Event Title

Power Efficient Pulsed Plasma Thruster with Precise Control of High Voltage Generation

Session

Pre-Conference: CubeSat Developers' Workshop

SSC13-WK-34.pdf (736 kB)
Presentation Slides

Abstract

The lifetime of LEO (Low Earth Orbit) Nanosatellites and CubeSats is currently limited by their susceptibility to natural de‐orbiting. An appropriately scaled pulsed plasma thruster offers the most adaptable technological solution to this problem by compensating for atmospheric drag. This technology can be used to aid the spacecraft de‐orbiting to comply with the 25 years de‐orbiting guidelines. A PPT consists of a pair of electrodes separated by a propellant bar than can be fed either from the side or from the breech of the electrodes. The electrodes are connected to a main capacitor bank charged to a voltage of the order of 1‐2kV and storing energy of some joules. To operate the thruster a high voltage pulse (5‐10kV) is sent to a spark plug. This triggers a discharge between the two main electrodes that ablates some of the propellant, ionizes it, and expels it to high velocity generating thrust. The design of the electronics and the thruster head of the nanosat and CubeSat PPT have evolved over time based on tests and experiments during several test campaigns. Inherent constraints such as small size and limited power budget of this type of satellites have been overcome by the use of the proposed topology. Previous designs use voltage multipliers for high voltage generation in the ignition circuit. These circuits provide a very simple way of generating the high voltage needed for such circuit. However the repeatability of the high voltage pulse event it is not precisely controlled. The following paper presents a new topology used for the electronics of the PPT that brings the following advantages with respect to other topologies used: lower power consumption achieved by the use of a pre‐charged stage before all the energy is released into the high voltage stage, better control of the power consumption; a more accurate control of the firing process; and a smaller size. These characteristics allow the use of the same circuit to provide the high energy to be stored between the anode and the cathode of the chamber and for the ignition circuit, thus simplifying the design and test of the overall system. The results presented in this paper show that the design proposed provides lower power consumption and a more precise control of the ignition process compared to previous designs. The proposed design is also scalable to be used in thrusters for bigger satellites offering the previously cited advantages.

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Aug 10th, 11:20 AM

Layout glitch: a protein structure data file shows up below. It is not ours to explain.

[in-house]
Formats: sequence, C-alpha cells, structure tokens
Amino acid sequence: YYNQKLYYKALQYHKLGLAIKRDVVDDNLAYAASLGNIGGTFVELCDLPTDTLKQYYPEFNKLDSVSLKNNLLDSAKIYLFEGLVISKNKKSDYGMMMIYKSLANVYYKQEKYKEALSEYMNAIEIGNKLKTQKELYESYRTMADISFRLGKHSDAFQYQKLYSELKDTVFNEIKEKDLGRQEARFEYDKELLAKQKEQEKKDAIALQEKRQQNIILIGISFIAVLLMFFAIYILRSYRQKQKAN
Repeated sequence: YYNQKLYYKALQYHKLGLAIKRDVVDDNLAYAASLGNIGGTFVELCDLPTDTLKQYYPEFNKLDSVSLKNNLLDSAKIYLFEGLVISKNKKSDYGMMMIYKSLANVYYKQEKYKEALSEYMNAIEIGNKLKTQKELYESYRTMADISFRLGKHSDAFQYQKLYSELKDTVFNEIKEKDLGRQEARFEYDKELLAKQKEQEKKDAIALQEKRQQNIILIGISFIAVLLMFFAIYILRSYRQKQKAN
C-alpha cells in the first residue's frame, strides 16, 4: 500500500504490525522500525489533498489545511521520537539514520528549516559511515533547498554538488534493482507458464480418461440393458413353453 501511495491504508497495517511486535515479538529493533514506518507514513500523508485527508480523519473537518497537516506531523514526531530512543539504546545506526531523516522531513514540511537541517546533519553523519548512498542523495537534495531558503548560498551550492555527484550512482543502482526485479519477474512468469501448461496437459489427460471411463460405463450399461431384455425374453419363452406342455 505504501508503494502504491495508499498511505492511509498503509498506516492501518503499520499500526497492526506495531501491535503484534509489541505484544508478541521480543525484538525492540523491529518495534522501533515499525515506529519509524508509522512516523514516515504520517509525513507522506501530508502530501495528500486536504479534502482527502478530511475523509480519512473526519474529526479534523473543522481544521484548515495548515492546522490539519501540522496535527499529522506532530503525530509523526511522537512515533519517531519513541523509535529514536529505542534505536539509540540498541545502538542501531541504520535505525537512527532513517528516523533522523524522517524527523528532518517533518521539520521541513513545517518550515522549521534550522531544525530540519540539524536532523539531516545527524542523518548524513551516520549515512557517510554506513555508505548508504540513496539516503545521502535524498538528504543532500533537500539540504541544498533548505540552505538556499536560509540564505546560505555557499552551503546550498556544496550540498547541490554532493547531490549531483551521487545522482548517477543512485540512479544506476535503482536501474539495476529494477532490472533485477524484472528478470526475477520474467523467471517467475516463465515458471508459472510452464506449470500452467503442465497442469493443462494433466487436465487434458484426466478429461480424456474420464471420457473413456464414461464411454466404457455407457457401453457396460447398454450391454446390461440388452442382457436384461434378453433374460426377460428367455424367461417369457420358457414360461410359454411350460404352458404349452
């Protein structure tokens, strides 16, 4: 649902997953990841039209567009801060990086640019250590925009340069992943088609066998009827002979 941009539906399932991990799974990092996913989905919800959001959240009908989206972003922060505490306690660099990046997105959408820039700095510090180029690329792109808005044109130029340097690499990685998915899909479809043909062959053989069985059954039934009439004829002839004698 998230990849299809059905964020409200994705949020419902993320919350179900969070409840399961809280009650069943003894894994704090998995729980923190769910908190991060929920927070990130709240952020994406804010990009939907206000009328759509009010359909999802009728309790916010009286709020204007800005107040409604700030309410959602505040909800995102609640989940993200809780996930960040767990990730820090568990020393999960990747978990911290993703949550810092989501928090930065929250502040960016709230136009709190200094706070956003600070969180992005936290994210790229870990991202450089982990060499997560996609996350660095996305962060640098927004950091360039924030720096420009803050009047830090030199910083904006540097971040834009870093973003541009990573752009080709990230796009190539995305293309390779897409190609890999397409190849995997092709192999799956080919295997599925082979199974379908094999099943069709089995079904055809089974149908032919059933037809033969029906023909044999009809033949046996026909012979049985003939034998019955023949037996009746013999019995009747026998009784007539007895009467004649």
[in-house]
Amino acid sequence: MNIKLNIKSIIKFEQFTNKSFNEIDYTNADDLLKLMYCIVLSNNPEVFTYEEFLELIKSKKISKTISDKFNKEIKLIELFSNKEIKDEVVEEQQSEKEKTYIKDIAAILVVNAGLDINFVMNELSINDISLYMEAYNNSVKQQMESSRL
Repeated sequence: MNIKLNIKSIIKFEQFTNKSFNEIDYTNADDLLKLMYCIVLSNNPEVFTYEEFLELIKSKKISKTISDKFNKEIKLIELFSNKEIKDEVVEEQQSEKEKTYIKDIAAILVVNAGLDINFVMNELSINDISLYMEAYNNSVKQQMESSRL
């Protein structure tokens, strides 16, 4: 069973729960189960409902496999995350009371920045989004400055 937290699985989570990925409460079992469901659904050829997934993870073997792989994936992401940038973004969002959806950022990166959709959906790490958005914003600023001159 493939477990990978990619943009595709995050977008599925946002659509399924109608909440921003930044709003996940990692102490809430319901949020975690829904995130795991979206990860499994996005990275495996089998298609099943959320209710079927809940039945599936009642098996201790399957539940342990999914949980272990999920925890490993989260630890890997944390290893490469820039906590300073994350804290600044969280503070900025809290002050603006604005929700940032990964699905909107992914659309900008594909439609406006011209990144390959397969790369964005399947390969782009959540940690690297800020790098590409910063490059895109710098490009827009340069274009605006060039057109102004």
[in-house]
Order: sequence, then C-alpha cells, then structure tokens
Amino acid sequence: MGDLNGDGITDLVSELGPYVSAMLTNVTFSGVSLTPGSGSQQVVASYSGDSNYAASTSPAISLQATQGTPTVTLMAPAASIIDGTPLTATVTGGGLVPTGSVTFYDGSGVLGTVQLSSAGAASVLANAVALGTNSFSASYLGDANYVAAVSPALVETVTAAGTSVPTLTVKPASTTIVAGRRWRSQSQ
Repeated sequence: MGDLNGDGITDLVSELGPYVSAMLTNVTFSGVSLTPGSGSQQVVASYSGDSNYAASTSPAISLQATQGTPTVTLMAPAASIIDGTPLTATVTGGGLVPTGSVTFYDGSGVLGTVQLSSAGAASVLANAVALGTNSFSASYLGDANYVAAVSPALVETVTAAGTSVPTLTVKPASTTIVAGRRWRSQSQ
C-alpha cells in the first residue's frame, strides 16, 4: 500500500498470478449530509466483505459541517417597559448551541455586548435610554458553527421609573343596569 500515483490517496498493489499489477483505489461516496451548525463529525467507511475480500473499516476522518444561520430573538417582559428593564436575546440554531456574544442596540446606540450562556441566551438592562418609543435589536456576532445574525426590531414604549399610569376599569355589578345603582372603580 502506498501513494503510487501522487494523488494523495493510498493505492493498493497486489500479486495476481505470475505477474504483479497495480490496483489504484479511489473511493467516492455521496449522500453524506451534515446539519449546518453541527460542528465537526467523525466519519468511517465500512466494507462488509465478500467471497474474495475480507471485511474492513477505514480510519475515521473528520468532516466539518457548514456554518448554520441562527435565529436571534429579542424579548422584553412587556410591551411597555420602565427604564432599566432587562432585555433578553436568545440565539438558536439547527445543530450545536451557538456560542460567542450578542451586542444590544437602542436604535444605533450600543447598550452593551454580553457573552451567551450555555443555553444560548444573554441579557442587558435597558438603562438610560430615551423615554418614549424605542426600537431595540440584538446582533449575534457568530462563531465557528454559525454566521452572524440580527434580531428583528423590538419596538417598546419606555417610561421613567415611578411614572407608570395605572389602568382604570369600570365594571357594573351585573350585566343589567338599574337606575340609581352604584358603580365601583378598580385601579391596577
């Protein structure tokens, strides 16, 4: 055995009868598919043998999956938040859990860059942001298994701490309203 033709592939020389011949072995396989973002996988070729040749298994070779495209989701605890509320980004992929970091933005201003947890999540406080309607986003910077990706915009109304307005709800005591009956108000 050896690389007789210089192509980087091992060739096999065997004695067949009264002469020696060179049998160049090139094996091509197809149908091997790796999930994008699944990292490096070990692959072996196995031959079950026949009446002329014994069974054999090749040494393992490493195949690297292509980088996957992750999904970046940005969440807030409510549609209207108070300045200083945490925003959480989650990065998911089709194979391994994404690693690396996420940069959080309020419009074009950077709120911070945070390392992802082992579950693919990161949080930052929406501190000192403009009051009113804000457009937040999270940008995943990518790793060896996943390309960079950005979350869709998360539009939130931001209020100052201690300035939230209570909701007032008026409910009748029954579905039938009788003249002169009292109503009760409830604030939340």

Power Efficient Pulsed Plasma Thruster with Precise Control of High Voltage Generation

The lifetime of LEO (Low Earth Orbit) Nanosatellites and CubeSats is currently limited by their susceptibility to natural de‐orbiting. An appropriately scaled pulsed plasma thruster offers the most adaptable technological solution to this problem by compensating for atmospheric drag. This technology can be used to aid the spacecraft de‐orbiting to comply with the 25 years de‐orbiting guidelines. A PPT consists of a pair of electrodes separated by a propellant bar than can be fed either from the side or from the breech of the electrodes. The electrodes are connected to a main capacitor bank charged to a voltage of the order of 1‐2kV and storing energy of some joules. To operate the thruster a high voltage pulse (5‐10kV) is sent to a spark plug. This triggers a discharge between the two main electrodes that ablates some of the propellant, ionizes it, and expels it to high velocity generating thrust. The design of the electronics and the thruster head of the nanosat and CubeSat PPT have evolved over time based on tests and experiments during several test campaigns. Inherent constraints such as small size and limited power budget of this type of satellites have been overcome by the use of the proposed topology. Previous designs use voltage multipliers for high voltage generation in the ignition circuit. These circuits provide a very simple way of generating the high voltage needed for such circuit. However the repeatability of the high voltage pulse event it is not precisely controlled. The following paper presents a new topology used for the electronics of the PPT that brings the following advantages with respect to other topologies used: lower power consumption achieved by the use of a pre‐charged stage before all the energy is released into the high voltage stage, better control of the power consumption; a more accurate control of the firing process; and a smaller size. These characteristics allow the use of the same circuit to provide the high energy to be stored between the anode and the cathode of the chamber and for the ignition circuit, thus simplifying the design and test of the overall system. The results presented in this paper show that the design proposed provides lower power consumption and a more precise control of the ignition process compared to previous designs. The proposed design is also scalable to be used in thrusters for bigger satellites offering the previously cited advantages.